Top Rank Boxing best bets: Fury vs. Schwarz 🥊

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Mar 6, 2018
Top Rank Boxing best bets: Fury vs. Schwarz


This weekend brings a rare event for ESPN and worldwide viewers, as it's not often that an Englishman, let alone an English heavyweight, tops a big fight bill in Las Vegas. That rarity has come this week, as the man who holds the lineal claim to the heavyweight crown, Tyson Fury, faces a fellow unbeaten fighter from Germany, the untested Tom Schwarz.

Normally a showdown between unbeaten fighters provides viewers with the burning question: Who is going to win? However, it isn't really the case on this occasion. Although both fighters are unbeaten, that is where the similarity ends.

Let's take a look at where the betting value lies in this fight.

Fury (27-0-1, 19 KOs) has already signed for a rematch with "Bronze Bomber" Deontay Wilder for the WBC title. The first fight ended with the only blemish on Fury's résumé, a split draw in December in Los Angeles. Many observers, myself included, thought Fury had done enough to win the decision, even if he did receive a slightly long count when after being knocked down by a booming right hand from Wilder. Fury was also down in the ninth round, and though he has visited the boards five times in his career, he has shown remarkable resilience in not only getting back up but also getting back to boxing as if the knockdown never happened.

The 30-year-old is a giant at 6-foot-9, and his 85-inch reach is the largest in professional boxing. For a man of his size, he has always shown surprising hand speed and nimbleness of foot. Allied to his physical advantages is his style, which admittedly is not the prettiest to watch, but it has proven effective time and again, never more so than when he outsmarted longtime champ Wladimir Klitschko on his home turf. Fury's movement totally befuddled the aging Ukrainian, who seemed totally unable to get any kind of meaningful punch to register on the wily Englishman. So even when an opponent thinks he has Fury beat, he doesn't. One moment he is there, then suddenly he isn't. Fury is cagey, awkward and a nightmare against whom to fight.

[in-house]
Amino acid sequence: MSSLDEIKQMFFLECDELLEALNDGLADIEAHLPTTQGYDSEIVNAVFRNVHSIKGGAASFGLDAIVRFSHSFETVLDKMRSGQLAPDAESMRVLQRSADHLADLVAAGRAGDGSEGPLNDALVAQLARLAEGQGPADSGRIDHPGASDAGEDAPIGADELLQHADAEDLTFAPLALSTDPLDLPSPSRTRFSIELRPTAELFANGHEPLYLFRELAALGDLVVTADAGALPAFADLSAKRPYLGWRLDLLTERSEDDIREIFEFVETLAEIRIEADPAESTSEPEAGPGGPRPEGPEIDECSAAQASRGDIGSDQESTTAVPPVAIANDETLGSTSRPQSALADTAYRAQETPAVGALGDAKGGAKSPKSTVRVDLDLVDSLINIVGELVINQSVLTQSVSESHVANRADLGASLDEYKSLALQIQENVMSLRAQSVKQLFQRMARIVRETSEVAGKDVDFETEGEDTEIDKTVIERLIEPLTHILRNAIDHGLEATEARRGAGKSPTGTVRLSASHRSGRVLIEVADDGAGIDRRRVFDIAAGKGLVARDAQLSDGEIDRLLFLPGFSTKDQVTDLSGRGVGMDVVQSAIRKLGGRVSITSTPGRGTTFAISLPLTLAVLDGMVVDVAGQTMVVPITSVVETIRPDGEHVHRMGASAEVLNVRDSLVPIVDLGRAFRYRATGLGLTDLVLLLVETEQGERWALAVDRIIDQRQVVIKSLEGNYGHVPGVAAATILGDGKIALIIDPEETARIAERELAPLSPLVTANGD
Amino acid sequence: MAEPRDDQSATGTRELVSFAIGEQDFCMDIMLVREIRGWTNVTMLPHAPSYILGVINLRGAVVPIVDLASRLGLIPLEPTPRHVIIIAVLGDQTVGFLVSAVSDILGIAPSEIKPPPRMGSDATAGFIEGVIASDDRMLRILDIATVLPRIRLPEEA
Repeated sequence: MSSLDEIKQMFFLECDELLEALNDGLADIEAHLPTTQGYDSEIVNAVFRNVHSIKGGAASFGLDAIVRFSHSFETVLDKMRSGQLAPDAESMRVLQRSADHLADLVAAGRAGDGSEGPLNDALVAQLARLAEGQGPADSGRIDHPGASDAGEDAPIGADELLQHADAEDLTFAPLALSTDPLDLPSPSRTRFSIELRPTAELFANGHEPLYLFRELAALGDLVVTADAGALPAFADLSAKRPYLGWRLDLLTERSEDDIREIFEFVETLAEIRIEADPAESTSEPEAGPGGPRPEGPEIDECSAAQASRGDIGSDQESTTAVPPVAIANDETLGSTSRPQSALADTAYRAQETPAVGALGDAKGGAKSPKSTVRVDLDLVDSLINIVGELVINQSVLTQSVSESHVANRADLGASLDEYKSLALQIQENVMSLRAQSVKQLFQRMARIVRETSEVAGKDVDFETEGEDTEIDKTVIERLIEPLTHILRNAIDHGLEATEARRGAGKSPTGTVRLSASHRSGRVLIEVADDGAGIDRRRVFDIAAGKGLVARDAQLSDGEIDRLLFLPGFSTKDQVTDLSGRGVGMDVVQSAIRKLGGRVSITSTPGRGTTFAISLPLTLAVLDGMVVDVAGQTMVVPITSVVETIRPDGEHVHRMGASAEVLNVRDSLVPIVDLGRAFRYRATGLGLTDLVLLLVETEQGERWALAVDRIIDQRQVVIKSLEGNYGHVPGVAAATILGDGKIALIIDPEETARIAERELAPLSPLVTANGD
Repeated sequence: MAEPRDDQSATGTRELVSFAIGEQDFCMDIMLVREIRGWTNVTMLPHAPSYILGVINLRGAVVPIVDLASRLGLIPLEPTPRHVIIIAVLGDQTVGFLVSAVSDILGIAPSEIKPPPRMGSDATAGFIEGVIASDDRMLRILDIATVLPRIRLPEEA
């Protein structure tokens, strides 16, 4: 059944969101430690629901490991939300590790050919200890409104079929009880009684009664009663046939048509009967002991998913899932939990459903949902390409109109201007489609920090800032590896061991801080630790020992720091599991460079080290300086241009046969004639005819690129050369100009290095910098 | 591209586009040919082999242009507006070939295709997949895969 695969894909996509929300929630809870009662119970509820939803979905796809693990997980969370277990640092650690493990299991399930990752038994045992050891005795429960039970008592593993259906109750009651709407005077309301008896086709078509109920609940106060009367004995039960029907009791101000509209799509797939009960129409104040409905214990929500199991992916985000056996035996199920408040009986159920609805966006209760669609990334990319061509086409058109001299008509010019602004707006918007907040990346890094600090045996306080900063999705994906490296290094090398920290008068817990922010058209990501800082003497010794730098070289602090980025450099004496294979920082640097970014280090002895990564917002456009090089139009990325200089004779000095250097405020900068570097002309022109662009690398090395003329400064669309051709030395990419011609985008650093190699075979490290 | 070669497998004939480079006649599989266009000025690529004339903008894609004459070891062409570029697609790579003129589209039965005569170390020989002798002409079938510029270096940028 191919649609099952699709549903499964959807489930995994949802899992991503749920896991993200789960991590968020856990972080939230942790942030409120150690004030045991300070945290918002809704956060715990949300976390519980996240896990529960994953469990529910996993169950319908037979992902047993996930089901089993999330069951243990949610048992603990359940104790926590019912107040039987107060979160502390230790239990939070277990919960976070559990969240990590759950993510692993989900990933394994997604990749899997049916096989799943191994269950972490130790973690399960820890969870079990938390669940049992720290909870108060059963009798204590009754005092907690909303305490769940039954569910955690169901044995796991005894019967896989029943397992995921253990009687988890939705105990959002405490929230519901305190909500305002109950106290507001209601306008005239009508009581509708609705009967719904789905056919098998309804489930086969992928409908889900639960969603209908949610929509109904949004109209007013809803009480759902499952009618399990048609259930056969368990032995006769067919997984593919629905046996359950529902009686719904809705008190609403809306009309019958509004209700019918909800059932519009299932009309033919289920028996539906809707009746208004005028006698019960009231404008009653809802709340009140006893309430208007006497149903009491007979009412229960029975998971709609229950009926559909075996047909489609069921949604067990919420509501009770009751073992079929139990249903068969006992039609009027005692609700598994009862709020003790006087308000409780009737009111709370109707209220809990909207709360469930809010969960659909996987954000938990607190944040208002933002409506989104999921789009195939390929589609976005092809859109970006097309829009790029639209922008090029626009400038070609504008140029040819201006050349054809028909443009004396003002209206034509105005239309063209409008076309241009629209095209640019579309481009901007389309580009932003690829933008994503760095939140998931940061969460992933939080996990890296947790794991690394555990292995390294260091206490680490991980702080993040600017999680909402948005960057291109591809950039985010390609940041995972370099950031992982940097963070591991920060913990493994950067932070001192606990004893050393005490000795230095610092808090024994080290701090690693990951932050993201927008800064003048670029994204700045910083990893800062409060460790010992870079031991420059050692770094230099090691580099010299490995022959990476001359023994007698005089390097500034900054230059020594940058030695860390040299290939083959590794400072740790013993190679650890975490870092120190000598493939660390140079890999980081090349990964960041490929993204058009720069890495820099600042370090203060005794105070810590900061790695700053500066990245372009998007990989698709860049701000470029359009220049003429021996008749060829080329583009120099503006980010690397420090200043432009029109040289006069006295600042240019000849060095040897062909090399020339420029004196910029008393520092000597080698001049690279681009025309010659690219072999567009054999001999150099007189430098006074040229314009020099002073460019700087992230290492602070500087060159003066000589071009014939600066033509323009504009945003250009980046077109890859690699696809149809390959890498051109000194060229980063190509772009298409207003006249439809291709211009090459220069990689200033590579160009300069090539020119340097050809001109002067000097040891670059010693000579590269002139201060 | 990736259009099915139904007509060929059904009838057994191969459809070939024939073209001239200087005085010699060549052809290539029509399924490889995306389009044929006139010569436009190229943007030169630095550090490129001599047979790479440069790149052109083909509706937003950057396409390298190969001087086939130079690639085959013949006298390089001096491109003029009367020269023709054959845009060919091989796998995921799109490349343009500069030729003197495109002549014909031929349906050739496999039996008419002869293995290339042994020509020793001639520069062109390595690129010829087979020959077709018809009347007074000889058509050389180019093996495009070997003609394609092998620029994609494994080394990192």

The much younger German, at 25, Schwarz (24-0, 16 KOs) could still be considered a baby by heavyweight standards. His record is pretty much what it should be, considering the standard of opposition he has faced. He has worked his way through the various journeymen Eastern Europe has to offer. The most well-known name on his log is recent Derek Chisora opponent, the belligerent enigma Senad Gashi. That fight turned out to be a bad-tempered, foul-filled affair, with Gashi being disqualified for use of the head in the sixth, then wanting to continue the fight after proceedings ended. One thing that fight showed was that Schwarz was very open to a right hand, and though he was landing his best punches on Gashi, notably the left hook, it did not seem to perturb the Kosovan-born fighter. Gashi was stopped in seven by top-20-rated Carlos Takam only six months ago, so that suggests that at the top level, Schwarz could be lacking in power.

However, he is not a small guy, at nearly 6-6 and around 240 pounds. Schwarz has never faced a fighter the size of Fury -- his tallest opponent being 6-7 Christian Lewandowski, who was dispatched in six rounds -- but Lewandowski had been stopped twice before. Schwarz's last outing showed that he hasn't really corrected his defensive flaw, but it wasn't an issue against an overmatched 38-year-old Kristijan Krstacic in a win in the second round.

I think it's fairly safe to say that Fury will be the hardest puncher Schwarz has faced, even though I think Fury has lost a little snap from his punches since a 30-month layoff. The German fighter's openness to a right hand is not good news when facing a man with a height and reach advantage and whose best punch comes from his right hand. Fury does have a habit of clowning around, even more so with fighters he knows he can beat. On this occasion, however, I would expect a fitter and more focused Fury to show why there are levels in boxing and put on a performance that will ensure that the rematch with Wilder will be a huge commercial success.

Fury also has the advantage of previously having fought a long way from home, and Schwarz will feel a long way from home when he finds himself on the end of the Fury jab and the right hand that follows. If Schwarz gets too close, Fury will grab him and lean on him. I am sure Schwarz will try to get in close, and who knows if he will manage to connect with a flush shot or a punch to the temple?

Keep an eye on the weigh-in on Friday. If Fury is between 250 and 255 pounds, it's a sign that he is in great shape. Assuming that is the case, I think the play should be in the total rounds market (over/under 9.5) at -140 for under. I expect the lineal champ to land enough punches and drain Schwarz enough to have the fight over before the ninth commences. Any other result would bring more questions about the rematch with Wilder.

Pick: Under 9.5 rounds (Confidence: 7 on a 1-12 scale due to -145 price)
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